A 7.8 magnitude earthquake hit Nepal on April 25, 2015. After 26 months of this disaster, the majority of the monuments and buildings still haven’t been reconstructed or renovated.
More than 500,000 households and 2,900 heritage sites were damaged by the earthquake. A year ago, the government had unveiled a massive Rs. 838 billion 5 years plan for the post-quake reconstruction and rehabilitation.
Kathmandu Tribune analyses the post-earthquake recovery process of Nepal in these 2 years.
Inspecting and accessing the damaged sites and buildings are the foremost steps of post-disaster recovery. Inspection from various approaches by multiple teams is the key. So far, the damage has been accessed well. The number and the level of damaged were recently seen in a report released by Nepal Planning Commission: Post Disaster Needs Assessment.
Restoration and Rehabilitation
Recent images of the earthquake epicentre, Barpak village, has shown significant signs of recovery.
Similarly, comedian duo Dhurmus-Suntali were successful in setting up an integrated model houses in Musahar community at Mahottari district. This stands as a prime example of a collective effort from local and national level.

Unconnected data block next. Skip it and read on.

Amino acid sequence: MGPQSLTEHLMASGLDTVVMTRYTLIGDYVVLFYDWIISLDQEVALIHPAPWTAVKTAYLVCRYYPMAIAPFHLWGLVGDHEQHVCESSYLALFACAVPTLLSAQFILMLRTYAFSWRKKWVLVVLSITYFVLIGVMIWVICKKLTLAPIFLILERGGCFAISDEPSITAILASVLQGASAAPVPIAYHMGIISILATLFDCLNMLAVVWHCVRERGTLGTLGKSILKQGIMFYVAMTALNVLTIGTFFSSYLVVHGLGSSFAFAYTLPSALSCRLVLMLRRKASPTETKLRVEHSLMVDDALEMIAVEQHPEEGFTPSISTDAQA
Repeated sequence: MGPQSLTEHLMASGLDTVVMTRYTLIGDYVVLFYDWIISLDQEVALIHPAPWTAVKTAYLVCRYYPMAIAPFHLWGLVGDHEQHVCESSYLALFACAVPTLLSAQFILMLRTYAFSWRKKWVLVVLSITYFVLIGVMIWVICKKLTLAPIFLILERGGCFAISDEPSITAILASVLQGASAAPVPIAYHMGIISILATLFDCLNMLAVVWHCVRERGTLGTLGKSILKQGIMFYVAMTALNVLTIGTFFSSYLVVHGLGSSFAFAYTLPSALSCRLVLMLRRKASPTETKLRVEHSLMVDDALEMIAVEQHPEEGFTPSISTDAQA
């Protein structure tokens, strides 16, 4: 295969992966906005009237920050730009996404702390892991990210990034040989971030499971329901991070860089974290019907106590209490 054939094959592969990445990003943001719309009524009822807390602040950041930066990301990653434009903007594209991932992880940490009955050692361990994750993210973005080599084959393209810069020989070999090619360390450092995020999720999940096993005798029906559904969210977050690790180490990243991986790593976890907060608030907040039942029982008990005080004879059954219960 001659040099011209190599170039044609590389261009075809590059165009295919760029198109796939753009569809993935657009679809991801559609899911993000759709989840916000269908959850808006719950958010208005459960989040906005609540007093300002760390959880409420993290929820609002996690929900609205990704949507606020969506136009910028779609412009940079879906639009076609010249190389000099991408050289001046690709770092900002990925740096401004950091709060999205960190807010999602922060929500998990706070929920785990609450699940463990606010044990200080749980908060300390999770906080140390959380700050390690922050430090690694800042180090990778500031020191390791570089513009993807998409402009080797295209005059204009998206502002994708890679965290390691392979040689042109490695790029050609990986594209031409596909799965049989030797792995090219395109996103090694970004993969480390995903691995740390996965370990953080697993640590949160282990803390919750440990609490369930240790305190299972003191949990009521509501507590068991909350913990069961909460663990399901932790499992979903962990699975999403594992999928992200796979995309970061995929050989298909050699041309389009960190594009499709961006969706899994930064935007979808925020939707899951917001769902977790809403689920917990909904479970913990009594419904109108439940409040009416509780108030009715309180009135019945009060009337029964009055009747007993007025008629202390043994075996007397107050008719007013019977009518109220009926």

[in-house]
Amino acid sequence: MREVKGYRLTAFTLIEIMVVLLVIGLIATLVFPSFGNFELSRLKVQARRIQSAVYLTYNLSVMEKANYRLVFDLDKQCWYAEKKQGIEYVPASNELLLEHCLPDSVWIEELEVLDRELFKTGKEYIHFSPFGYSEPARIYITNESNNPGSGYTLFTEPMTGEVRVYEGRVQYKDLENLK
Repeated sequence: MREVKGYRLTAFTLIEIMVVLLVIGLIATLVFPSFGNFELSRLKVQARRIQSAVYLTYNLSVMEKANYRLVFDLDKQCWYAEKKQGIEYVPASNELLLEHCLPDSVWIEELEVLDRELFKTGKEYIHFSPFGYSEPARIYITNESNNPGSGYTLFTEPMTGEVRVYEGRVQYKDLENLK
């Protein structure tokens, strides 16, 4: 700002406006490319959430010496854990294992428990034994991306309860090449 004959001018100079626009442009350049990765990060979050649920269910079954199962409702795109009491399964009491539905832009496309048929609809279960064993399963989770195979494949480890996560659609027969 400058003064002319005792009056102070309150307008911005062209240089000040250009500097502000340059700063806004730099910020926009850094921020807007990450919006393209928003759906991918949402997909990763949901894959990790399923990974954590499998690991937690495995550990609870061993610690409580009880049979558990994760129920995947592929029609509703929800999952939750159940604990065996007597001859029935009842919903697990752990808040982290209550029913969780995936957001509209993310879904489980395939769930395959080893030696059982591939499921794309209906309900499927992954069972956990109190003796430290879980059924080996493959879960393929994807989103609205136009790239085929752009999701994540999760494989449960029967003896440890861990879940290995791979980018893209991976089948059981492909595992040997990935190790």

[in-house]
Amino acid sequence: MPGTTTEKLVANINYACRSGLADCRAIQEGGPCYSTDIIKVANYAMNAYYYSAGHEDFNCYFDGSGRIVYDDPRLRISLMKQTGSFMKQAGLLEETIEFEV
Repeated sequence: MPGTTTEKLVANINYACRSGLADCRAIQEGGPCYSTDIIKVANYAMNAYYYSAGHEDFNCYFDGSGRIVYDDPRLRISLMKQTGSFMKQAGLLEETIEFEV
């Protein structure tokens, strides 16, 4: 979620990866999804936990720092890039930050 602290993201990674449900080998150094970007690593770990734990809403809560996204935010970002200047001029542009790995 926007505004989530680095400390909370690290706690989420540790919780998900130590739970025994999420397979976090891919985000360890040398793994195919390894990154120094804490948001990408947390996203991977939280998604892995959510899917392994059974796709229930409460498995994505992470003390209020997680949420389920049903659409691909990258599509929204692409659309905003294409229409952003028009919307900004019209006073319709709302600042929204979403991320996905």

However, most of the buildings and heritage sites in the Kathmandu valley are still seen to be supported by heavy wooden beams.
The government has also failed to put the revised building codes into effective practice. The Earthquake had a big impact on the agricultural industry, the largest occupation in Nepal. However, this sector has been overlooked in the recovery process.
Similarly, the reconstruction authority had committed to start the work on the reconstruction of Dharahara from February 2016. But, the public has failed to see any progress so far.
With the involvement of local manpower and public media, the post-quake recovery is in progress. But, by the look of the time, the process is at a steady pace. More strategical approach from the government and collective effort from the public seems the foremost requirement for now.